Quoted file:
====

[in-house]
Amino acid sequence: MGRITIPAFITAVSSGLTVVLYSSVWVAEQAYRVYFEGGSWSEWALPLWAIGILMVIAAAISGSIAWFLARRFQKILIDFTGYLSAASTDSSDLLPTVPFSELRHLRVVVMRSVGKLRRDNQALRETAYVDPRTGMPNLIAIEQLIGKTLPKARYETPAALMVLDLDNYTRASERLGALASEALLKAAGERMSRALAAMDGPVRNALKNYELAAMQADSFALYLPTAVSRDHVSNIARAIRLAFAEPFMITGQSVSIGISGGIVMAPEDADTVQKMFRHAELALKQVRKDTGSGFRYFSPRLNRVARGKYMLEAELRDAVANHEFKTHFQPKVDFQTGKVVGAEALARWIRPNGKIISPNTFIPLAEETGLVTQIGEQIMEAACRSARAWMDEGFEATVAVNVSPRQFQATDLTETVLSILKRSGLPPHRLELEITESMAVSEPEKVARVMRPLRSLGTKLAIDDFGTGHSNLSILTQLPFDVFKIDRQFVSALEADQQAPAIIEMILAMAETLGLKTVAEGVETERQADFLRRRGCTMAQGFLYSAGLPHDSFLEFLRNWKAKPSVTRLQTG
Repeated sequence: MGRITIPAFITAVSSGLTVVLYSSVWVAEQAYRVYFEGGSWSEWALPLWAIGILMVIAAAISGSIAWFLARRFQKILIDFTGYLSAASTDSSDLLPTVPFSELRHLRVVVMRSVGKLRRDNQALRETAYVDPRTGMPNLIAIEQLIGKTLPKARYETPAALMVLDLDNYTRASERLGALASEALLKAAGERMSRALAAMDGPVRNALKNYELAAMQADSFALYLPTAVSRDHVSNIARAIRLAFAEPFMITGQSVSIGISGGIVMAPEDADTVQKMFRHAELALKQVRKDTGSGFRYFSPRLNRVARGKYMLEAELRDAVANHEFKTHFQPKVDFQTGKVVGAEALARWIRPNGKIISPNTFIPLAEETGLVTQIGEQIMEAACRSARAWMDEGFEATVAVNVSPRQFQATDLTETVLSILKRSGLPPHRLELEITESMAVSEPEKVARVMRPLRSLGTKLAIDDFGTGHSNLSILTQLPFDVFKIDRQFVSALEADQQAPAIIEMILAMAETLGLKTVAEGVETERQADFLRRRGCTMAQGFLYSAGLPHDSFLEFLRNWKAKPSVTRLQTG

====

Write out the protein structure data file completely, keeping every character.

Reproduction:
[in-house]
Amino acid sequence: MGRITIPAFITAVSSGLTVVLYSSVWVAEQAYRVYFEGGSWSEWALPLWAIGILMVIAAAISGSIAWFLARRFQKILIDFTGYLSAASTDSSDLLPTVPFSELRHLRVVVMRSVGKLRRDNQALRETAYVDPRTGMPNLIAIEQLIGKTLPKARYETPAALMVLDLDNYTRASERLGALASEALLKAAGERMSRALAAMDGPVRNALKNYELAAMQADSFALYLPTAVSRDHVSNIARAIRLAFAEPFMITGQSVSIGISGGIVMAPEDADTVQKMFRHAELALKQVRKDTGSGFRYFSPRLNRVARGKYMLEAELRDAVANHEFKTHFQPKVDFQTGKVVGAEALARWIRPNGKIISPNTFIPLAEETGLVTQIGEQIMEAACRSARAWMDEGFEATVAVNVSPRQFQATDLTETVLSILKRSGLPPHRLELEITESMAVSEPEKVARVMRPLRSLGTKLAIDDFGTGHSNLSILTQLPFDVFKIDRQFVSALEADQQAPAIIEMILAMAETLGLKTVAEGVETERQADFLRRRGCTMAQGFLYSAGLPHDSFLEFLRNWKAKPSVTRLQTG
Repeated sequence: MGRITIPAFITAVSSGLTVVLYSSVWVAEQAYRVYFEGGSWSEWALPLWAIGILMVIAAAISGSIAWFLARRFQKILIDFTGYLSAASTDSSDLLPTVPFSELRHLRVVVMRSVGKLRRDNQALRETAYVDPRTGMPNLIAIEQLIGKTLPKARYETPAALMVLDLDNYTRASERLGALASEALLKAAGERMSRALAAMDGPVRNALKNYELAAMQADSFALYLPTAVSRDHVSNIARAIRLAFAEPFMITGQSVSIGISGGIVMAPEDADTVQKMFRHAELALKQVRKDTGSGFRYFSPRLNRVARGKYMLEAELRDAVANHEFKTHFQPKVDFQTGKVVGAEALARWIRPNGKIISPNTFIPLAEETGLVTQIGEQIMEAACRSARAWMDEGFEATVAVNVSPRQFQATDLTETVLSILKRSGLPPHRLELEITESMAVSEPEKVARVMRPLRSLGTKLAIDDFGTGHSNLSILTQLPFDVFKIDRQFVSALEADQQAPAIIEMILAMAETLGLKTVAEGVETERQADFLRRRGCTMAQGFLYSAGLPHDSFLEFLRNWKAKPSVTRLQTG